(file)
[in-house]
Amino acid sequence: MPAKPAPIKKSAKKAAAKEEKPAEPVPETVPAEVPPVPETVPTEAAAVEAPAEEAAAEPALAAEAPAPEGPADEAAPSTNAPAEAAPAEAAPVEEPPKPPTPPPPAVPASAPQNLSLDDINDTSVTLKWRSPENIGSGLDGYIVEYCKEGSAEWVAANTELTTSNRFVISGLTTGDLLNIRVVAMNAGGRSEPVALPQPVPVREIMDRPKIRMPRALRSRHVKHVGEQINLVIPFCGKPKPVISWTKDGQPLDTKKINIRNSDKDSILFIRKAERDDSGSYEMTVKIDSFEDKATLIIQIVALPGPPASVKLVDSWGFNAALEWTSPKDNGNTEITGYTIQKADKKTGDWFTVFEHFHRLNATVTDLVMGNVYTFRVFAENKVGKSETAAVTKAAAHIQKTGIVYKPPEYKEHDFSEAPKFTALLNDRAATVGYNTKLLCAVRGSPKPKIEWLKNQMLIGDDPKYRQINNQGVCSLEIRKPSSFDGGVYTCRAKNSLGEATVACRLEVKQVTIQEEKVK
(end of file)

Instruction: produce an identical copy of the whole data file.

[in-house]
Amino acid sequence: MPAKPAPIKKSAKKAAAKEEKPAEPVPETVPAEVPPVPETVPTEAAAVEAPAEEAAAEPALAAEAPAPEGPADEAAPSTNAPAEAAPAEAAPVEEPPKPPTPPPPAVPASAPQNLSLDDINDTSVTLKWRSPENIGSGLDGYIVEYCKEGSAEWVAANTELTTSNRFVISGLTTGDLLNIRVVAMNAGGRSEPVALPQPVPVREIMDRPKIRMPRALRSRHVKHVGEQINLVIPFCGKPKPVISWTKDGQPLDTKKINIRNSDKDSILFIRKAERDDSGSYEMTVKIDSFEDKATLIIQIVALPGPPASVKLVDSWGFNAALEWTSPKDNGNTEITGYTIQKADKKTGDWFTVFEHFHRLNATVTDLVMGNVYTFRVFAENKVGKSETAAVTKAAAHIQKTGIVYKPPEYKEHDFSEAPKFTALLNDRAATVGYNTKLLCAVRGSPKPKIEWLKNQMLIGDDPKYRQINNQGVCSLEIRKPSSFDGGVYTCRAKNSLGEATVACRLEVKQVTIQEEKVK